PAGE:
IS THE GUITAR FOR ME?
“Music, of all the arts, stands in a special region, unlit by any star but its own, and utterly without meaning ... except its own.”
― Leonard Bernstein, The Joy of Music
Listening to music ushers in a most pleasurable sensation that is hard to accurately describe. What would bring even greater delight and satisfaction is to be able to participate in the music-making process itself. As such, many aspire to be able to play a musical instrument because of the joy music gives them. The instrument which has the most profound effect on a person will inspire him/her to pick it up. Some have a soft spot for the piano, others may prefer the soothing sounds of wind instruments and there are those who find that the timbre of a guitar just gets to them. If you are thinking of learning the guitar but have some doubts and uncertainties about it, read on.
Today, the guitar remains one of the most popular instruments the world over because of its colourful sound characteristics and portability. It can practically be heard in all styles of music ranging from contemporary to classical and even folk. Being a polyphonic instrument, the guitar is often used to accompany singing. It is also beloved by many artists as their instrument of choice as it serves as a great song writing tool on the go.
Q: “I heard that the guitar can be difficult and painful to play. Is it true?”
A: Every instrument has its own unique set of challenges for the beginner and the guitar is no exception. Playing it requires one to fret the strings using the fingers of one hand, while strumming or plucking them with the other. Beginners will experience a little pain doing this initially, but it will go away as you build finger strength and callouses start to form on your fingertips. The beginning process can be made even easier and more comfortable with a good playable instrument. At this point it is critical to learn the proper playing techniques for both hands to avoid causing potential injury.
Q: “Must I be able to read music to play the guitar?”
A: It is an advantage to be able to read music but it is not necessary for casual playing. Many guitarists, even professional musicians, start out with no formal music training and learn to play by ear using chord diagrams and tablature. However, a basic understanding of music theory is still needed to see how music works.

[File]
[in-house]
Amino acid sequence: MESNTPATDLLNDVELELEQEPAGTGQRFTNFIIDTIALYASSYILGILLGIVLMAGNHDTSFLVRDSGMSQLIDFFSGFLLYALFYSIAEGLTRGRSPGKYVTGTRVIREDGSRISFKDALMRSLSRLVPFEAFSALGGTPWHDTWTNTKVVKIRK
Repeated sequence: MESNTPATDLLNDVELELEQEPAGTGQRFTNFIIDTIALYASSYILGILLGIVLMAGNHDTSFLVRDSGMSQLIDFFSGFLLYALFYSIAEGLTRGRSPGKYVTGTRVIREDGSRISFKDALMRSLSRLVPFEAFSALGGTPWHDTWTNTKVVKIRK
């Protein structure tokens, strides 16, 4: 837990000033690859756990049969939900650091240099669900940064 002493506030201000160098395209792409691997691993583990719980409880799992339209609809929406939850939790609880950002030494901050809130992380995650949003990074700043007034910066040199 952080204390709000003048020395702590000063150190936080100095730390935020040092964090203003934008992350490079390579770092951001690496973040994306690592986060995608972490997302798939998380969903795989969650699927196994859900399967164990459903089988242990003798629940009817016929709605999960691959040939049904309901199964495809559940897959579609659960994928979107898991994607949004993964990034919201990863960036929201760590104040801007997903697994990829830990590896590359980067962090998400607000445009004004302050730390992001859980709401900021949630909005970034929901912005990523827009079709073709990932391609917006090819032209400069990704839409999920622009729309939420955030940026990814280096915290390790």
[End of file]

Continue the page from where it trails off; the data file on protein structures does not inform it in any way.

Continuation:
Q: “How long will it take for me to learn the songs I want to play?”
A: It’s hard to pin down the exact duration since each person has varying aptitudes for the guitar. A person’s musical objective, learning method used and level of commitment, will eventually determine the time it takes to reach his or her desired goal. For some, their objective is to be able to strum and sing songs while others may want to play instrumental music. Although many guitarists are self-taught, a good teacher will provide invaluable insight into what’s the best approach to take and help guide you towards achieving your musical interests through the shortest path possible!
Q: “What guitar should I buy as a beginner?”
A: Choosing a guitar will depend on the type of music you want to play and your budget. Many guitarists will eventually end up owning a few types of guitars like classical, acoustic and electric. Regardless of type, guitars marketed for beginners will typically be more modest in terms of materials used, features and aesthetic appointments. This is done to keep them affordable. A decent guitar should have a soundboard (guitar top) made of solid wood, good action (height of the strings shouldn’t be too high above the fretboard) and good intonation (notes are in tune along the neck). Size is another consideration too, so find one that fits you best. Your guitar teacher will be the best person to give advice on these matters. You can also bring an experienced guitarist friend along to help you choose something suitable. Before buying, be sure to take your time and check out as many guitars as possible to have a better idea of the variety of designs and sounds available to you.
Q: “I’m not young. Is it too late to learn?”
A: No! Aside from any physical impediment or injury, with determination, you’ll be strumming in no time.
So are you ready to take the leap of faith?